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Chiquita, the popular banana company, guilty of financing a paramilitary group

A jury ordered to company to pay $38.3 million to the families of eight people murdered by the United Self-Defense Forces of Colombia (AUC) group.

Chiquita Br

(Wikimedia Commons)

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A jury ruled that fruit company Chiquita Brands International must pay $38.3 million to the families of eight people murdered by the anti-communist paramilitary group United Self-Defense Forces of Colombia (AUC). According to the court, Chiquita financed the group for years.

As CNN reported, the jury in the civil case in federal court in the Southern District of Florida, concluded that "Chiquita knowingly provided substantial assistance to the AUC to a degree sufficient to create a foreseeable risk of harm to others," CBS recalled that it is the first time that a jury in the United States has held an American company responsible for a significant human rights violation in another country.

Chiquita maintained that it intends to appeal the decision and highlighted that there is no sufficient legal basis for the ruling:

The situation in Colombia was tragic for so many, including those directly affected by the violence there, and our thoughts remain with them and their families. ... However, that does not change our belief that there is no legal basis for these claims.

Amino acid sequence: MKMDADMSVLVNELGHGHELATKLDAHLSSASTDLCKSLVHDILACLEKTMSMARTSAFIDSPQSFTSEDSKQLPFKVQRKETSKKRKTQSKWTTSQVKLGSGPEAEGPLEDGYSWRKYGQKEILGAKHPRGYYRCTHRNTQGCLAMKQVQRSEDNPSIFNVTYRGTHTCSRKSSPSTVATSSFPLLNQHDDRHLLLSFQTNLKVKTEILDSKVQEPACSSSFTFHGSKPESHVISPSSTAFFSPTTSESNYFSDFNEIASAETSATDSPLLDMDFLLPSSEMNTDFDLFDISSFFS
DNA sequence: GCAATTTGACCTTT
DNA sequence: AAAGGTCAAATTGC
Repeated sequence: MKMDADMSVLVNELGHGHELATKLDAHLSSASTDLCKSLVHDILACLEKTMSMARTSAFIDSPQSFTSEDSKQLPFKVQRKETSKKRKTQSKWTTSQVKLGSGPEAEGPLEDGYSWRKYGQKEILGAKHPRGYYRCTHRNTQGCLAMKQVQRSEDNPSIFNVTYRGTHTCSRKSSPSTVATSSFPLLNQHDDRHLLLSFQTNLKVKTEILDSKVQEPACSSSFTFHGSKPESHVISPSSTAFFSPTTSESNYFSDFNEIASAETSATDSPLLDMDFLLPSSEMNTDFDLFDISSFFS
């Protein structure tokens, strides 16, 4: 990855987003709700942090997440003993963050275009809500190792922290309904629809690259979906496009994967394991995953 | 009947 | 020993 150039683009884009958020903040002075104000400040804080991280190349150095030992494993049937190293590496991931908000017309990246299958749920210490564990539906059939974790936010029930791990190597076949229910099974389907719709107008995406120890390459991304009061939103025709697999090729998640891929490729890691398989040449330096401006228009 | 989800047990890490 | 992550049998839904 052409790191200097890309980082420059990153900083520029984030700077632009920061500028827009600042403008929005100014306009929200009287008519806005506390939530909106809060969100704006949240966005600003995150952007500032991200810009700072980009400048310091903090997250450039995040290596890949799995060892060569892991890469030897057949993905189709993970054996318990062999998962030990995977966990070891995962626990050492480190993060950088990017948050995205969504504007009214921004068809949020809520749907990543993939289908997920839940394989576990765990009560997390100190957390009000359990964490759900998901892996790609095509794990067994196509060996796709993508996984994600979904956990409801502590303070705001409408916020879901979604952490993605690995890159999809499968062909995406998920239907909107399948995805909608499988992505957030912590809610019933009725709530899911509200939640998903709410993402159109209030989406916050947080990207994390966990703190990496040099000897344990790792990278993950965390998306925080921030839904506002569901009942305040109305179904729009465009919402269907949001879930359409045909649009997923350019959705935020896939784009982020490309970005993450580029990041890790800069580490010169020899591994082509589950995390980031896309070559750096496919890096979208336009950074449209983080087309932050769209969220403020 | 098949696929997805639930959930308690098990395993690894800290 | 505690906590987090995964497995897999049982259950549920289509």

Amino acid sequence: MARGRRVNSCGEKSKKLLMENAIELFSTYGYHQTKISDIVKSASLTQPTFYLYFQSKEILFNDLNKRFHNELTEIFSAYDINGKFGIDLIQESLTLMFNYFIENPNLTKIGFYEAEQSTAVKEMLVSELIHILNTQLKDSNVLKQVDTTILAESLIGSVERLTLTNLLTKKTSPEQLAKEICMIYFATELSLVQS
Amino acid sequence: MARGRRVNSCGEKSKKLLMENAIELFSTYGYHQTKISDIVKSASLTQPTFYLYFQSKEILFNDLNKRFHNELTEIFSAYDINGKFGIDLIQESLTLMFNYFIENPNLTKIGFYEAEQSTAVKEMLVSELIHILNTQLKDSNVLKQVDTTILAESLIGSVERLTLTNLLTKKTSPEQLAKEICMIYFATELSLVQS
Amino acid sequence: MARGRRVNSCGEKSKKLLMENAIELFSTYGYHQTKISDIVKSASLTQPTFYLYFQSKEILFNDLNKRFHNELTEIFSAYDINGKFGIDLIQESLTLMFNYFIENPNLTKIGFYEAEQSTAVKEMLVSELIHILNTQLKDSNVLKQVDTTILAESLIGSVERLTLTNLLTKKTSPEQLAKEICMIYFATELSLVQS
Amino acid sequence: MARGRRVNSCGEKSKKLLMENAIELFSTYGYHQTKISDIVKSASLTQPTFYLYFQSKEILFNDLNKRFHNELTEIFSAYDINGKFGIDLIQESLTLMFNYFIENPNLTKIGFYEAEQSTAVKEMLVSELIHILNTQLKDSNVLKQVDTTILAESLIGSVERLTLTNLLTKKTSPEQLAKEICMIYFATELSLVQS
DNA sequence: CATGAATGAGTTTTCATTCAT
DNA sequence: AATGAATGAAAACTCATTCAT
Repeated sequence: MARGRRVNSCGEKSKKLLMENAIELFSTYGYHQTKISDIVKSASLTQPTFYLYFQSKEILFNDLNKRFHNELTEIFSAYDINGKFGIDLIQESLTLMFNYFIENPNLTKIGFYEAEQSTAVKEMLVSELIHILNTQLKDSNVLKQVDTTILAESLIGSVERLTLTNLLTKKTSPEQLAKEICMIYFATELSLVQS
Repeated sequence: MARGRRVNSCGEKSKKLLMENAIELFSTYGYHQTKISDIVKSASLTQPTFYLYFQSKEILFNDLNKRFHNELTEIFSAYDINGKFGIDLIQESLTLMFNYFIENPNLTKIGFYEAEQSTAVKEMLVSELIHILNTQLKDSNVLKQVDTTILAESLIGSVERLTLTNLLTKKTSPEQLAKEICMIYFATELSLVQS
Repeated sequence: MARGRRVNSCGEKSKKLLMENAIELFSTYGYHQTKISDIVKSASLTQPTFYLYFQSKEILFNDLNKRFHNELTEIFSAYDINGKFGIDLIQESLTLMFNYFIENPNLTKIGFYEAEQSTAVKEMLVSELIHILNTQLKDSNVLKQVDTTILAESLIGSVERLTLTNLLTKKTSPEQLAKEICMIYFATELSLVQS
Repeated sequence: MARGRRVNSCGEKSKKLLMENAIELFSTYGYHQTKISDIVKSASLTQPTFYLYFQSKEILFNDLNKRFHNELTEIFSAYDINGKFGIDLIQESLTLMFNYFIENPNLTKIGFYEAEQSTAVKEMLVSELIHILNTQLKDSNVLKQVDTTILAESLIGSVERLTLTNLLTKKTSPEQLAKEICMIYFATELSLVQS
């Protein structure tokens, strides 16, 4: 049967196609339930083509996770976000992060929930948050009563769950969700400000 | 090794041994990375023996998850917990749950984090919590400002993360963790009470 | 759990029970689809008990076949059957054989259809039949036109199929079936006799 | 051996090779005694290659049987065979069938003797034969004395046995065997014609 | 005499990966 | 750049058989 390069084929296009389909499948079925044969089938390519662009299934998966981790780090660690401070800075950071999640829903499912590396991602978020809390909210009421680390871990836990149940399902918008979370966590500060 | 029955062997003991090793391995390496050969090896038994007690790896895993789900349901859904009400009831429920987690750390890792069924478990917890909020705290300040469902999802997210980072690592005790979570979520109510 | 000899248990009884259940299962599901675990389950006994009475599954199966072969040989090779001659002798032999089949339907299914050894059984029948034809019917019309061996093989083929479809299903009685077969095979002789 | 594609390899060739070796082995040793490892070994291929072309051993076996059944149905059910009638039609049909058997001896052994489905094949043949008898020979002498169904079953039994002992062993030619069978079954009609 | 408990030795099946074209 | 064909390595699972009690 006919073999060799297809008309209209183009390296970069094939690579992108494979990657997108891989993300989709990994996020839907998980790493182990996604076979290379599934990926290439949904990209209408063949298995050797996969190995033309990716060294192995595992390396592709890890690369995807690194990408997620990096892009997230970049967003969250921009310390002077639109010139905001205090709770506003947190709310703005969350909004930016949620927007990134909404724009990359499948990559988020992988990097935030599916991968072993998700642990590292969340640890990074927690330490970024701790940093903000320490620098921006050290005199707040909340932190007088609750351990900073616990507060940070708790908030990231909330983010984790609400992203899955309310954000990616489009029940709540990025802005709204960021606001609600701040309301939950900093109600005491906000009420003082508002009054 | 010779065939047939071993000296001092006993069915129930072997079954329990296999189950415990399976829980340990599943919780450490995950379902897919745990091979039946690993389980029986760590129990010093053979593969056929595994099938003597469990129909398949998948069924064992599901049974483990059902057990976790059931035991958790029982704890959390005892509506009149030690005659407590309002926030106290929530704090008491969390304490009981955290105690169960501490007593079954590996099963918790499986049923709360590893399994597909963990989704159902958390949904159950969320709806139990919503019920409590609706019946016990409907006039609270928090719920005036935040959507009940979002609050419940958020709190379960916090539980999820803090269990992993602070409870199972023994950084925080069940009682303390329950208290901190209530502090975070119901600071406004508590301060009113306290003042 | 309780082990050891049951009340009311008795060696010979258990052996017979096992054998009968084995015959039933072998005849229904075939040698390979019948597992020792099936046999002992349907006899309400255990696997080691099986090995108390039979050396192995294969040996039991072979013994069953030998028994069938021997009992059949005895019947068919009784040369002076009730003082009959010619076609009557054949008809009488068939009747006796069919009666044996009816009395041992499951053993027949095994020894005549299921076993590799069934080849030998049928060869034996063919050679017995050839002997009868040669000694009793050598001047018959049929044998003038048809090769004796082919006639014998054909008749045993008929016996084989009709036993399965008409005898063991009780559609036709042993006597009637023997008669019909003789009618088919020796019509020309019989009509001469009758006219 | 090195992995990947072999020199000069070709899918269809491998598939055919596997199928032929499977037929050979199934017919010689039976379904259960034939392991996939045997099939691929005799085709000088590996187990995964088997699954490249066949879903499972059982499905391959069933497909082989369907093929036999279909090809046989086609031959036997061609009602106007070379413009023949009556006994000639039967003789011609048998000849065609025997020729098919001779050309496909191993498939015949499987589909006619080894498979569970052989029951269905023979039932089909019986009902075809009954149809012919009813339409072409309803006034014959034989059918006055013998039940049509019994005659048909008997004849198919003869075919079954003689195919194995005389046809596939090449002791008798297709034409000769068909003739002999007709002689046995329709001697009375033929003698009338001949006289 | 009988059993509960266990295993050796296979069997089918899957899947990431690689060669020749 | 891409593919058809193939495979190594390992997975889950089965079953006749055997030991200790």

However, in 2007, Chiquita had already pleaded guilty for financing the group. According to a statement from the Department of Justice at the time, the company funded the AUC following a 1997 meeting between then-AUC leader Carlos Castaño and a senior Banadex executive.

"Chiquita began paying the AUC following a meeting in 1997 between the then-leader of the AUC, Carlos Castaño, and a senior executive of Banadex. Castaño implied that failure to make the payments could result in physical harm to Banadex personnel and property. No later than September 2000, Chiquita's senior executives knew that the corporation was paying the AUC and that the AUC was a violent, paramilitary organization led by Carlos Castaño. Chiquita's payments to the AUC were reviewed and approved by senior executives of the corporation, including high-ranking officers, directors and employees," the department highlighted.

The U.S. government designated the AUC as an FTO on Sept. 10, 2001, and that designation was well-publicized in the American public media. The AUC's designation was even more widely reported in the public media in Colombia, where Chiquita had its substantial banana-producing operations. Chiquita also had specific information about the AUC's designation as an FTO through an Internet-based, password-protected subscription service that Chiquita paid money to receive. Nevertheless, from Sept. 10, 2001 through Feb. 4, 2004, Chiquita made 50 payments to the AUC totaling over $825,000.